CONCERN voiced by the US about the Kudankulam nuclear power project in Tamil Nadu with India is unlikely to shake Russias decision to go ahead with the deal, high-ranking Russian officials say. In what is viewed as the most concerted opposition to US hegemony so far, senior Russian officials went out of their way to assure visiting Indian External Affairs Minister Inder Kumar Gujral that Moscow considers the project a priority area of bilateral cooperation.
The agreement to build two light-water reactors with 1,000 MW capacity in Tamil Nadu was one of the last fruits of Indo-Soviet economic cooperation before its dramatic decline following the collapse of the Soviet Union.
"I have been told most categorically and clearly that the Russian stand on the sale of reactors to India has not changed," a confident Gujral told journalists in Moscow following meetings with his Russian counterpart Yevgeny Primakov and Security Council Secretary Ivan Rybkin. Primakov noted that the reactor deal is "purely a bilateral matter" and no other country, including the US, has any right to interfere. According to Gujral, Prime Minister Victor Chernomyrdin, first vice-premier Victor Ilyushin and Duma Speaker Gennady Seleznyovs remarks were in the same vein. At any rate, Primakov denies receiving any official protest from the US so far.
The recent controversy was sparked off after US State Department spokesman Nicholas Burns said the sale violated the spirit of a 1992 agreement between "nuclear club" member-states banning nuclear exports to potential nuclear powers. American officials say the proposed sale breaks Russias commitment to demand control of the International Atomic Energy Agency (I A E A) over nuclear installations in countries which are not members of this exclusive "club".
This so-called suppliers agreement refers to the sale of nuclear technology to countries not formally recognised as nuclear states and countries which do not allow international inspections of all their nuclear facilities and material. Currently only the US, Russia, China, Britain and France are official nuclear club members.
"The 1992 treaty has a recommendatory character and does not expressly forbid such sales,"sources in the Russian foreign ministry told Outlook . According to Deputy Foreign Minister Grigori Karasin, the agreement will not break any international treaties. "The facility will have internationally accepted safeguards and would be open for IAEA inspection as well," he said. But what does the International Atomic Energy Agency feel about the sale of Russian light-water nuclear reactors to India? David Kyd, its spokesman, told Outlook f rom Geneva: "The Russians are looking for opportunities to export this kind of nuclear technology. It is legitimate for them to seek to sell it and with India there is a making of a deal". According to Kyd, there are hardly any markets for nuclear power plants left in Western Europe or Latin America. "The market exists only in Asia and Eastern Europe". But what about the American objections? "Thats a political issue and we have no view on that," Kyd stated.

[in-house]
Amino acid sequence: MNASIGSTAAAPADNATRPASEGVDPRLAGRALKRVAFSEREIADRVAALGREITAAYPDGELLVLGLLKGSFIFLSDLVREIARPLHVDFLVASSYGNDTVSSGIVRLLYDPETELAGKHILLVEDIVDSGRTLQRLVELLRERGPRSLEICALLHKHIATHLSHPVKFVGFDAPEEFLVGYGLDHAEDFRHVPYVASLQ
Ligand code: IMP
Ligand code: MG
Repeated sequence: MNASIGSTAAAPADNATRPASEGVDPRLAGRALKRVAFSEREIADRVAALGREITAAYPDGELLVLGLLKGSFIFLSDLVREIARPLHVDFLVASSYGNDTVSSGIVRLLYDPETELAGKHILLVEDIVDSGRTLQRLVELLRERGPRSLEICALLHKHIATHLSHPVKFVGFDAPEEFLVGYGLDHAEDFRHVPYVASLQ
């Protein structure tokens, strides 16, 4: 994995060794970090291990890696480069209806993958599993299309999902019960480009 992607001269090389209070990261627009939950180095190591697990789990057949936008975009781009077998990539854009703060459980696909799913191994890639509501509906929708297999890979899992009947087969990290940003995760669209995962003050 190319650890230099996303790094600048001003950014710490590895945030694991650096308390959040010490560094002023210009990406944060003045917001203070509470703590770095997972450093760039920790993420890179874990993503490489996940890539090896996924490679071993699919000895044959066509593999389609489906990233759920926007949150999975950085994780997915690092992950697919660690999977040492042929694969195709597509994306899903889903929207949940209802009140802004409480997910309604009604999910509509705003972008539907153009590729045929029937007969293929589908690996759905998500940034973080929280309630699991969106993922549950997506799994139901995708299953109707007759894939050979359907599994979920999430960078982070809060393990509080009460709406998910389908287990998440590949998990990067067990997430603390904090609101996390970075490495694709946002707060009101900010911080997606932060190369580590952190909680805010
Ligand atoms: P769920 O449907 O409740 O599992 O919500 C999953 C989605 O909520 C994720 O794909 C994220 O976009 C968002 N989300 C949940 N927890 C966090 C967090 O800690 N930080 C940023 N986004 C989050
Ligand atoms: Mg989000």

Experts note that the American statement coincided with Chernomyrdins recent visit to Washington to infuse a new dynamism into US-Russian relations, which have been at a virtual stand-still in the last six months due to President Boris Yeltsins illness. Chernomyrdin and US Vice - President Al Gore co-chaired the joint Russian-American commission on economic and trade cooperation. Earlier, US officials hinted that the sale of nuclear reactors to India might place at risk Russias cooperation with the US.
THOUGH Indian officials in Moscow repeatedly stated that the Kudankulam project was not on the agenda of the Indo-Russian inter- governmental commission during Gujrals visit, Ilyushin, the commissions co-chairman, referred to the issue in his opening speech. "The most advanced area of economic cooperation in our view is nuclear power stations," he said. But he also noted: